One meal a day... at night?

A place to discuss health and fitness, healthy diets. A fit body makes for a fit mind.
User avatar
jungblood
Posts: 43
Joined: Thu Jun 20, 2013 4:30 pm
Which number is larger than 1000 and less than 1002: 1001

One meal a day... at night?

Postby jungblood » Mon Nov 25, 2013 12:38 am

Howdy folks,

So as I understand it, Buddha said that the Vinaya should be adapted as different times and contexts required, right? I'm a lay practitioner, but I like to incorporate the Vinaya into my life in my own modest and imperfect way... one way I'm doing this is by sticking to one meal a day... Though most monasteries take this meal between sunrise and noon, I'm having my daily meal in the evening instead... this is because I exercise in the morning before work, so I need to get some fuel the night before (otherwise I might have gone without food for 17 or 18 hours, and be barely able to run to the end of the street... :shrug:

Has anyone else sought to adapt Buddha's dietary guidance in this way? I'd love to hear the experience of others...

Deep bows,
Lucas
'Renunciation' http://www.accesstoinsight.org/lib/auth ... bl036.html
'Trading candy for gold': http://www.accesstoinsight.org/lib/auth ... candy.html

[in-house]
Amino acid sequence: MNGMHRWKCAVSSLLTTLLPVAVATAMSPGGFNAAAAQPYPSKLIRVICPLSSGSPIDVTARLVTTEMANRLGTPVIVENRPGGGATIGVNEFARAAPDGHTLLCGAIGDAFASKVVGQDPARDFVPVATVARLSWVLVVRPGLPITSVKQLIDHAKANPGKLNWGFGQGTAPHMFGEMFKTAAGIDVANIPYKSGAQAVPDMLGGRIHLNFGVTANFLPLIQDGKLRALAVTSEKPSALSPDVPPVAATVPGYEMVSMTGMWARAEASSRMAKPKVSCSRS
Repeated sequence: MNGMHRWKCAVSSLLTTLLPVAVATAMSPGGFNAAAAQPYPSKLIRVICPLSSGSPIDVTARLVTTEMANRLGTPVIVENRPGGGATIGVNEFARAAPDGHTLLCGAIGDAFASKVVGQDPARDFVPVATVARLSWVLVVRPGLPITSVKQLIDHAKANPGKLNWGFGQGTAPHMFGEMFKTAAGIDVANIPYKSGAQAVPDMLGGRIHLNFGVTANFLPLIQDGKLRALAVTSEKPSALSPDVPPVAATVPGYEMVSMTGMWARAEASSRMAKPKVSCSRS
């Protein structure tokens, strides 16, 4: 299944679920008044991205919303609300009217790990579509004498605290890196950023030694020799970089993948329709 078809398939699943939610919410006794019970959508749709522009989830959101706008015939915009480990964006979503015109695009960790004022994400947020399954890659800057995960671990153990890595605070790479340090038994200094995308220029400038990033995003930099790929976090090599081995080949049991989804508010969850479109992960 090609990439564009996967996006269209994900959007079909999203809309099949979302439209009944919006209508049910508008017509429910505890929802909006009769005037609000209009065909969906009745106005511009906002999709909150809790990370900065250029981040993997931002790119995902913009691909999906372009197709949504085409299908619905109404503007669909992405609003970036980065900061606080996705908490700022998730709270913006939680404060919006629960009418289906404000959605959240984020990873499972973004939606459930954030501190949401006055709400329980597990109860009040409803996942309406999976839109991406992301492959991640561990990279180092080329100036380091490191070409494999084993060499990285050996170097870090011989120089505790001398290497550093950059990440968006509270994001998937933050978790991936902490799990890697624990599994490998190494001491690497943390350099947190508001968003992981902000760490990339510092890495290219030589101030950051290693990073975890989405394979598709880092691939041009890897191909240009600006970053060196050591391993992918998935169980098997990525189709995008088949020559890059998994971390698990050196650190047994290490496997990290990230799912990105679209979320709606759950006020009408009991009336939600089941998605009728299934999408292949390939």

'The more we really know the Dhamma, the more we can let go. Those who know a little can let go of a little; those who know a lot can let go of a lot.' - Ajaan Lee

fivebells
Posts: 299
Joined: Thu Mar 12, 2009 12:52 am
Which number is larger than 1000 and less than 1002: 6

Re: One meal a day... at night?

Postby fivebells » Mon Nov 25, 2013 12:41 am

I know from experience that it's perfectly possible to run when you haven't eaten for 24 hours. I do it regularly. Have you experimented with that?

User avatar
cooran
Posts: 7806
Joined: Tue Jan 06, 2009 11:32 pm
Which number is larger than 1000 and less than 1002: 1
Location: Queensland, Australia

Re: One meal a day... at night?

Postby cooran » Mon Nov 25, 2013 12:48 am

Hello jungblood,

My understanding is that The Vinaya contains the rules for ordained sangha members - unless you are a Bhikkhu, you can eat when you prefer.

With metta,
Chris
---The trouble is that you think you have time---
---Worry is the Interest, paid in advance, on a debt you may never owe---
---It's not what happens to you in life that is important ~ it's what you do with it ---

User avatar
retrofuturist
Site Admin
Posts: 14814
Joined: Tue Dec 30, 2008 9:52 pm
Which number is larger than 1000 and less than 1002: 1001
Location: Melbourne, Australia
Contact:

Re: One meal a day... at night?

Postby retrofuturist » Mon Nov 25, 2013 12:50 am

Greetings Jungblood,

I used to do that at a time when I did not exercise. The reason I chose dinner time was because it was the one meal I would eat with my family during the week, whereas breakfast and lunch (and the decision whether to have them at all) were more personal decisions.

It worked well for me at the time, and I dropped from 85kg to 73kg at a rate of roughly 1.0 kg per week. Once I got to 73, I plateaud.